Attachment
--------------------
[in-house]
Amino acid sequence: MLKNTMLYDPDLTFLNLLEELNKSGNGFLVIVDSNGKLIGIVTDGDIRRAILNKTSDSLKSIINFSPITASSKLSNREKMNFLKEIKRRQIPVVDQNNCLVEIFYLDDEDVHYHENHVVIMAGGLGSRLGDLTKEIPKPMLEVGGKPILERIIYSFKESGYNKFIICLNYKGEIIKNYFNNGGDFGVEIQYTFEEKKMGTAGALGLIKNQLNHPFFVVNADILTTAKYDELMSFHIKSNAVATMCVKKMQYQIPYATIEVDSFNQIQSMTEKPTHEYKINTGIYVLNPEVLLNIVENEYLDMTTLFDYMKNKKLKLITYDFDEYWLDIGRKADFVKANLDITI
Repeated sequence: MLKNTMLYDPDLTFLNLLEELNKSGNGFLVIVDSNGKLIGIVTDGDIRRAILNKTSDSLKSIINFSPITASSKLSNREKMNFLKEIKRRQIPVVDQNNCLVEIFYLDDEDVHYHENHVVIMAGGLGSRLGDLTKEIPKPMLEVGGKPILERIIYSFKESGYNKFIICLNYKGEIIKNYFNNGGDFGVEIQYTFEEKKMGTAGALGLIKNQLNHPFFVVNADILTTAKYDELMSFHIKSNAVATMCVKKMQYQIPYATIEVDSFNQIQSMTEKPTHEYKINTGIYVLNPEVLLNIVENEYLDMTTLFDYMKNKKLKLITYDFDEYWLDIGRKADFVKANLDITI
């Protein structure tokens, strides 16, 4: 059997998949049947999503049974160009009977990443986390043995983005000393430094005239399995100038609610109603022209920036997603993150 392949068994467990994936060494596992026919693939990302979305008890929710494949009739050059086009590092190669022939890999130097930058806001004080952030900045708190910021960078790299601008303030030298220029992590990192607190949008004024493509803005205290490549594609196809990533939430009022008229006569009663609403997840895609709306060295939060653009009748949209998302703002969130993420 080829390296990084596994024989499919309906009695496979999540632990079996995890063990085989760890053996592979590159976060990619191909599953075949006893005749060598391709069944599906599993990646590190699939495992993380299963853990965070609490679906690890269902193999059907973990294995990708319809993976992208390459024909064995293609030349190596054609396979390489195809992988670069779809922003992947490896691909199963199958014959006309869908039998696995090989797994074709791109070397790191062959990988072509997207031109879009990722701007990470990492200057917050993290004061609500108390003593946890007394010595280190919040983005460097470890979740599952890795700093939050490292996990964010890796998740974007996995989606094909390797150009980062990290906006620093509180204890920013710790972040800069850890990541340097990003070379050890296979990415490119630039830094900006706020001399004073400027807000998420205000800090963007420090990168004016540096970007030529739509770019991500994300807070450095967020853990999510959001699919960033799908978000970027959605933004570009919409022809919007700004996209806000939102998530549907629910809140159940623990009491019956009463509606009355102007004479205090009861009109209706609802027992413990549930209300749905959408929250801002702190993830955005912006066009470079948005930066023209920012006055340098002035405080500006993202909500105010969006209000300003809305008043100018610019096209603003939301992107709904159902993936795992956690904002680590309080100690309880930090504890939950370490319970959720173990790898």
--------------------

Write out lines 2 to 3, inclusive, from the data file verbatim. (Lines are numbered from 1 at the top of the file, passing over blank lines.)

Amino acid sequence: MLKNTMLYDPDLTFLNLLEELNKSGNGFLVIVDSNGKLIGIVTDGDIRRAILNKTSDSLKSIINFSPITASSKLSNREKMNFLKEIKRRQIPVVDQNNCLVEIFYLDDEDVHYHENHVVIMAGGLGSRLGDLTKEIPKPMLEVGGKPILERIIYSFKESGYNKFIICLNYKGEIIKNYFNNGGDFGVEIQYTFEEKKMGTAGALGLIKNQLNHPFFVVNADILTTAKYDELMSFHIKSNAVATMCVKKMQYQIPYATIEVDSFNQIQSMTEKPTHEYKINTGIYVLNPEVLLNIVENEYLDMTTLFDYMKNKKLKLITYDFDEYWLDIGRKADFVKANLDITI
Repeated sequence: MLKNTMLYDPDLTFLNLLEELNKSGNGFLVIVDSNGKLIGIVTDGDIRRAILNKTSDSLKSIINFSPITASSKLSNREKMNFLKEIKRRQIPVVDQNNCLVEIFYLDDEDVHYHENHVVIMAGGLGSRLGDLTKEIPKPMLEVGGKPILERIIYSFKESGYNKFIICLNYKGEIIKNYFNNGGDFGVEIQYTFEEKKMGTAGALGLIKNQLNHPFFVVNADILTTAKYDELMSFHIKSNAVATMCVKKMQYQIPYATIEVDSFNQIQSMTEKPTHEYKINTGIYVLNPEVLLNIVENEYLDMTTLFDYMKNKKLKLITYDFDEYWLDIGRKADFVKANLDITI